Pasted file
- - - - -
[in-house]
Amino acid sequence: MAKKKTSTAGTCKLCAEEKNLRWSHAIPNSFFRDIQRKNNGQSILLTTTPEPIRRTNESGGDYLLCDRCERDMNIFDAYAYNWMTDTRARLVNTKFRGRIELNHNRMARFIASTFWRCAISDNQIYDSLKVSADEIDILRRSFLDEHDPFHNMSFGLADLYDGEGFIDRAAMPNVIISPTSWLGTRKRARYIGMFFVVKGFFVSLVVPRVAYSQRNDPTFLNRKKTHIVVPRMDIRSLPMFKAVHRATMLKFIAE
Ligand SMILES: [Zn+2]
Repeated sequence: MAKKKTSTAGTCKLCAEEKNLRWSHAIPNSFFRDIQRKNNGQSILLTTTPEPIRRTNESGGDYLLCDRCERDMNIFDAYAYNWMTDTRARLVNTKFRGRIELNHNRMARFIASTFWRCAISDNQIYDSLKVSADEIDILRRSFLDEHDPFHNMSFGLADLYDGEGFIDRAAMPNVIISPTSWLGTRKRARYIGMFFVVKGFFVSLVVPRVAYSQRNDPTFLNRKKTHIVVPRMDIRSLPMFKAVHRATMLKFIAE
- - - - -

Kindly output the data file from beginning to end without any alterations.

[in-house]
Amino acid sequence: MAKKKTSTAGTCKLCAEEKNLRWSHAIPNSFFRDIQRKNNGQSILLTTTPEPIRRTNESGGDYLLCDRCERDMNIFDAYAYNWMTDTRARLVNTKFRGRIELNHNRMARFIASTFWRCAISDNQIYDSLKVSADEIDILRRSFLDEHDPFHNMSFGLADLYDGEGFIDRAAMPNVIISPTSWLGTRKRARYIGMFFVVKGFFVSLVVPRVAYSQRNDPTFLNRKKTHIVVPRMDIRSLPMFKAVHRATMLKFIAE
Ligand SMILES: [Zn+2]
Repeated sequence: MAKKKTSTAGTCKLCAEEKNLRWSHAIPNSFFRDIQRKNNGQSILLTTTPEPIRRTNESGGDYLLCDRCERDMNIFDAYAYNWMTDTRARLVNTKFRGRIELNHNRMARFIASTFWRCAISDNQIYDSLKVSADEIDILRRSFLDEHDPFHNMSFGLADLYDGEGFIDRAAMPNVIISPTSWLGTRKRARYIGMFFVVKGFFVSLVVPRVAYSQRNDPTFLNRKKTHIVVPRMDIRSLPMFKAVHRATMLKFIAE